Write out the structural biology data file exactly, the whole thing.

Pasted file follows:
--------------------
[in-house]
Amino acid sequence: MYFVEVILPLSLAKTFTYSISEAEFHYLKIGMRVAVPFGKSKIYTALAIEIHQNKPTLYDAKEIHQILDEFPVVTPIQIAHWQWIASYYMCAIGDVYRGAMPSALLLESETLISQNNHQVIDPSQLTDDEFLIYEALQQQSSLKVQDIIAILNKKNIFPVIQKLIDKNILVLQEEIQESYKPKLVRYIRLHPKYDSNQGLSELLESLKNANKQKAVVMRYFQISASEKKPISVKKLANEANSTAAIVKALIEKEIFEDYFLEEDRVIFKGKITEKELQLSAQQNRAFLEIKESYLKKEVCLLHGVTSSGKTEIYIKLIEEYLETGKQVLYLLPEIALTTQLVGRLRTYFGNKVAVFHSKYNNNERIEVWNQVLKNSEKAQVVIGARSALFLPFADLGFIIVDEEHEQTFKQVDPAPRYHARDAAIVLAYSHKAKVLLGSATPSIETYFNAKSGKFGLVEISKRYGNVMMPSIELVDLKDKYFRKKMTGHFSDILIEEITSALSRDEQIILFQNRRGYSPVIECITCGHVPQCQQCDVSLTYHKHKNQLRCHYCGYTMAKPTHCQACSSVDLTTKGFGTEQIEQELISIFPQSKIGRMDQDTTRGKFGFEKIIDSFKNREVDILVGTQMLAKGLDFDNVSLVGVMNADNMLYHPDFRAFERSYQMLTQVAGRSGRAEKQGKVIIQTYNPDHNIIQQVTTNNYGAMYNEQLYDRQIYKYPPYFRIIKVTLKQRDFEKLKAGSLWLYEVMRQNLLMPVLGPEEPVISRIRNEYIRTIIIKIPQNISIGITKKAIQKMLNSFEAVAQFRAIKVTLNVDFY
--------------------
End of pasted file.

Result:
[in-house]
Amino acid sequence: MYFVEVILPLSLAKTFTYSISEAEFHYLKIGMRVAVPFGKSKIYTALAIEIHQNKPTLYDAKEIHQILDEFPVVTPIQIAHWQWIASYYMCAIGDVYRGAMPSALLLESETLISQNNHQVIDPSQLTDDEFLIYEALQQQSSLKVQDIIAILNKKNIFPVIQKLIDKNILVLQEEIQESYKPKLVRYIRLHPKYDSNQGLSELLESLKNANKQKAVVMRYFQISASEKKPISVKKLANEANSTAAIVKALIEKEIFEDYFLEEDRVIFKGKITEKELQLSAQQNRAFLEIKESYLKKEVCLLHGVTSSGKTEIYIKLIEEYLETGKQVLYLLPEIALTTQLVGRLRTYFGNKVAVFHSKYNNNERIEVWNQVLKNSEKAQVVIGARSALFLPFADLGFIIVDEEHEQTFKQVDPAPRYHARDAAIVLAYSHKAKVLLGSATPSIETYFNAKSGKFGLVEISKRYGNVMMPSIELVDLKDKYFRKKMTGHFSDILIEEITSALSRDEQIILFQNRRGYSPVIECITCGHVPQCQQCDVSLTYHKHKNQLRCHYCGYTMAKPTHCQACSSVDLTTKGFGTEQIEQELISIFPQSKIGRMDQDTTRGKFGFEKIIDSFKNREVDILVGTQMLAKGLDFDNVSLVGVMNADNMLYHPDFRAFERSYQMLTQVAGRSGRAEKQGKVIIQTYNPDHNIIQQVTTNNYGAMYNEQLYDRQIYKYPPYFRIIKVTLKQRDFEKLKAGSLWLYEVMRQNLLMPVLGPEEPVISRIRNEYIRTIIIKIPQNISIGITKKAIQKMLNSFEAVAQFRAIKVTLNVDFY